Time for Theresa May’s Brexit plan or general election – Brian Wilson

Theresa May must now put her Brexit plan to Parliament and, if it falls, call a general election, writes Brian Wilson.

Theresa May must now put her Brexit plan to Parliament and, if it falls, call a general election, writes Brian Wilson.

It’s time for Theresa May to bring the Brexit negotiations to a head, to find out if her plan can win the support of Parliament and, if not, hold a General Election and allow her successor to pick up the pieces.

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Having given Mrs May the benefit of many doubts as she struggled to fulfil the referendum mandate, I cannot see any case for further prevarication. There was always going to come a point where it is necessary to say: “This is it. Like it or lump it.”

If she loses in Parliament or even in the Cabinet, the alternative cannot be to blunder on into “no deal” with all its dire implications. If that option is sniffed at by the Brexit zealots, they will jump at it because they are so contemptuous of consequences.

By offering the straight choice of accepting her package or going to the country, Mrs May would give herself the best chance of securing a majority while offering an indisputably democratic alternative. If there is to be a second referendum, then it should be at the behest of a freshly elected government.

Would it come to that? I doubt it. The prospect of a General Election would concentrate minds wonderfully because of the sheer unpredictability of the outcome. In particular, Mrs May’s ghastly cohorts in the Democratic Unionist Party would have some serious thinking to do, if that is not a contradiction in terms.

Sometimes straws do break camels’ backs. Step forward Dominic Raab, the man leading negotiations for British withdrawal, who has just discovered how important the Dover-Calais ferry link is to the British economy including minor matters like security of food supply. This beggars belief.

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Mr Raab intimated that he “hadn’t quite understood the full extent” of reliance on the Dover-Calais crossing “if you look at how we trade in goods”. He attributed the same degree of ignorance to “the average consumer (who) might not be aware of the full extent to which the choice of goods we have in the stores is dependent on one or two very specific trade routes”.

Having been struck by this profound revelation, Mr Raab now favoured “a specific and very proximate relationship with the EU to ensure frictionless trade at the border”. It did not seem to occur that he and his associates could have saved us all a lot of trouble by not campaigning to create borders in the first place.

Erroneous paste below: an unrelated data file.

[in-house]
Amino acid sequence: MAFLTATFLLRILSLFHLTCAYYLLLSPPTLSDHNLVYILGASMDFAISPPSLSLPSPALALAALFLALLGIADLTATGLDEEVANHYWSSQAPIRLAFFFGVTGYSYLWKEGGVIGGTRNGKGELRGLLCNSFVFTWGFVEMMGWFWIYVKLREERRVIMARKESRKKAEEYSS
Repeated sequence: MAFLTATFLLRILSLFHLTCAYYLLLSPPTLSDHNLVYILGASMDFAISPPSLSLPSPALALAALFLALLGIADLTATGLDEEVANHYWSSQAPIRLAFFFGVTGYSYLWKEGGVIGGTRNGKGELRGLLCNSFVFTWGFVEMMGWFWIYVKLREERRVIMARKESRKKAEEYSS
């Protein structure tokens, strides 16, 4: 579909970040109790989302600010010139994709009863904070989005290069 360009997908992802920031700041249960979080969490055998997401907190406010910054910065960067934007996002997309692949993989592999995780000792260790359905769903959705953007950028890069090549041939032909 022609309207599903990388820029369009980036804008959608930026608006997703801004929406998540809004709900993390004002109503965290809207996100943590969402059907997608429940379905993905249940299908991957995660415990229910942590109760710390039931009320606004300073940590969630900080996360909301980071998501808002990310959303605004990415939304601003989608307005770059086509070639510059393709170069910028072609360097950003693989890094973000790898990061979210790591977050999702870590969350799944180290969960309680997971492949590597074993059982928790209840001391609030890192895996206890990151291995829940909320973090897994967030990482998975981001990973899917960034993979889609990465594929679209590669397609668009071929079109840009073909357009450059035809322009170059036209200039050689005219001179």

While Mr Raab was making a fool of himself, Mrs May was facing a fresh snarl from Arlene Foster, her soulmate of convenience in Belfast. Like other prominent supporters of Brexit, the DUP has proved incapable of facing up to the consequences of its own fundamentalism while attacking those who must deal with inconvenient realities.

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Having dissected an arcane letter about backstops to backstops, Mrs Foster concluded that Theresa May is “wedded to the idea of a border down the Irish Sea”. This seems most improbable but in the mindset of DUP absolutism any attempt at political creativity is merely proof positive of impending betrayal. The hour has come for Mrs May to confront that mentality or else remain its prisoner.

The wider lesson is that it is impossible to appease the assorted forces who led us into a cul-de-sac under the pretence that disentangling four decades of integration with Europe would be straightforward. One who started out with that arrogant swagger was David Davis though, before fleeing back to his oppositionist comfort zone, he learned that Brexit complexities “made the Nasa moonshot look quite simple”.

In contrast, this column seeks to maintain its intellectual consistency. It is seven months since I suggested a General Election to establish a fresh mandate, one way or another, over Brexit. Everything that has happened since then points in the same direction, far more obviously than for just a second referendum with its democratic downsides.

It may not even require an election to secure an orderly outcome. The unambiguous threat of one could well do the job for Theresa May – but if that failed, why would she want to continue?